Boys still outnumber girls in A-level physics
Experts have suggested that gender biases in society and schools, as well as a lack of teachers, may be having an impact on take up.
Boys are still almost four times as likely to study physics A-level than girls sparking fresh warnings that gender bias, and a lack of good teachers, is turning girls off the subject.
Figures show the number of girls entered for A-level physics has risen by just over a quarter over the last 10 years, according to a Press Association analysis.
But in the same period, boys’ entries soared by more than a third.
There has been a major push by government and industry in recent years to get more students, particularly girls to take the subject.
Experts suggested that unconscious cultural biases, such as the idea that boys and girls are good at different things, are often reflected in schools, and this can have an impact on subject choices.
The Press Association’s analysis of A-level exam entries in the UK found that only 7,846 teenage girls were entered for A-level physics last year, around 1,700 (28%) more than 10 years ago.
In comparison, boys’ entries rose by 7,375, from 21,357 in 2017 to 28,732 last year.
There are growing indications the gender gap in physics is not solely an issue with the science, but a symptom of wider issues within society and schools, it is suggested.
Research conducted by the Institute of Physics (IoP) in 2011 and 2013 began to indicate that there are gender gaps in many subjects.
It’s not just a physics issue, it’s a school issue, where we are navigating girls and boys differently through their education Charles Tracy, IoP
Charles Tracy, IoP head of education, said: “What the actual issue is across all subjects there is gendering that’s most extreme with computing at one end and performing arts at other end.
“So it’s not just a physics issue, it’s a school issue, where we are navigating girls and boys differently through their education and one of the results of that is that more boys than girls – four times more boys than girls – take physics.”
He added he believes there is “unconscious bias in general” and it is not the fault of schools.
“This is in society and in teaching, in schools, that there will be conditioning of girls and boys that is very different through their whole education and then the subjects they are presented with, and indeed the way they are presented with them, they will make choices along gender grounds,” Mr Tracy said.
Professor Dame Julia Higgins, IoP president and fellow of the Royal Society, said schools “need to have a culture where it doesn’t inadvertently signal that girls don’t do physics and boys don’t do French”.
She also suggested a lack of physics teachers can play a part in the low take-up of the A-level by girls.
Figures indicate more teachers are needed in the subject, and nearly two in five (38%) of those teaching the subject in England do not have a relevant post A-level qualification.
“It is of course the fact that if you’re studying English or history, you can do a lot of things on your own,” Professor Higgins said.
“The outside world helps you with your subject.
“Science, it isn’t easy. So, if you’re struggling, or struggling to understand the teacher etc, then you can’t be so self-sufficient. And I think it’s fairly well-noted in research that girls are more sensitive to the quality of the teaching than boys often are. Boys will choose a science subject because boys choose science subjects. It’s not a question for them.”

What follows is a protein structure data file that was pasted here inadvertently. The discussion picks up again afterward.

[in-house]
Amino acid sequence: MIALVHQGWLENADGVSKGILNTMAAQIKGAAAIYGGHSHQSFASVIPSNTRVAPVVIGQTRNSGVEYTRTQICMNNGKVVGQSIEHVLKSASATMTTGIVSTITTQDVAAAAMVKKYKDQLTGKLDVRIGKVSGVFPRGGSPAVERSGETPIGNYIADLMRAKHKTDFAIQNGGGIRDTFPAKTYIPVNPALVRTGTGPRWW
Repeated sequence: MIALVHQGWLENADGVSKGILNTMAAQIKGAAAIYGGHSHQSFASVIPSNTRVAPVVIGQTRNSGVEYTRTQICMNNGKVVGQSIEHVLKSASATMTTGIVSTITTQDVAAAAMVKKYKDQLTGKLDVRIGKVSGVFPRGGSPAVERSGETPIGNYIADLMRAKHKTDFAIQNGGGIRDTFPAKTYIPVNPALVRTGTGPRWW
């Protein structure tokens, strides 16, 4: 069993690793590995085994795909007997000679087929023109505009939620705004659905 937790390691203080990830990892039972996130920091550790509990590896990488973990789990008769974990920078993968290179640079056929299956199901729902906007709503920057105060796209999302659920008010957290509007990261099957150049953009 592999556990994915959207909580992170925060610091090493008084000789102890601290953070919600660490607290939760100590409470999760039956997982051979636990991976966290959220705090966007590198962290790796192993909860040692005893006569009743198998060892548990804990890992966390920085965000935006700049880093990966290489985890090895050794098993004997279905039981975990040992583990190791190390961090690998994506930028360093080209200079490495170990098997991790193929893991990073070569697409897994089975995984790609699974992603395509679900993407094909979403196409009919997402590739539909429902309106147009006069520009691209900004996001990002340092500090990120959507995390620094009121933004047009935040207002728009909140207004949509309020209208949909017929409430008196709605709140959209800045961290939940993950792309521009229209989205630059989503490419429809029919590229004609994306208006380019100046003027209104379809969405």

She also said: “In a sense I suppose it is easier to be enthusiastic about Jane Austen or kings and battles in history than it is about the laws of thermodynamics. But they are interesting when you see the consequences, when you see the effect of them and you discover what sorts of things happen. But it needs somebody with that enthusiasm.
“It comes back to my point that there aren’t enough physics teachers. It’s vicious circle because there aren’t enough young people going to university to study physics, as physics specialists, and plenty of careers for those people, so they don’t go into teaching, and that feeds back into there not being enough teachers in the schools.”
In many schools, whether it’s a single-sex or a co-ed school, physics lessons are not taught perhaps as well as they could be and are not as interesting and as relevant to girls as they could be Julie Keller, headteacher
Julie Keller, head of Nottingham Girls’ High School, part of the Girls’ Day School Trust said changes to the exams system which mean students are now more likely to take three A-levels instead of four may play a part in physics take-up among girls.
She added: “Then you’ve got the two major reasons which I think are the gender bias, the stereotyping, the idea that girls, this subtle message that girls just don’t do physics, and then you’ve got the other point which is that in many schools, whether it’s a single-sex or a co-ed school, physics lessons are not taught perhaps as well as they could be and are not as interesting and as relevant to girls as they could be.
“From us, as an all-girls school point of view, if I’m honest we have it easy in that we don’t have the gender bias and the stereotype. My girls don’t ever think that physics is a subject that’s not for them.”
There has been a rise in pupils opting for A-level physics at her schools, Miss Keller said, with over 20% of those starting the sixth-form in the autumn due to study the subject.
A Department for Education spokeswoman said there has been a rise in science and maths A-level entries since 2010.
She added: “We’re taking a range of steps to encourage more pupils to study these subjects including an investment of more than £2million a year in the stimulating physics network, which includes a programme specifically designed to increase the number of girls taking A-level physics.”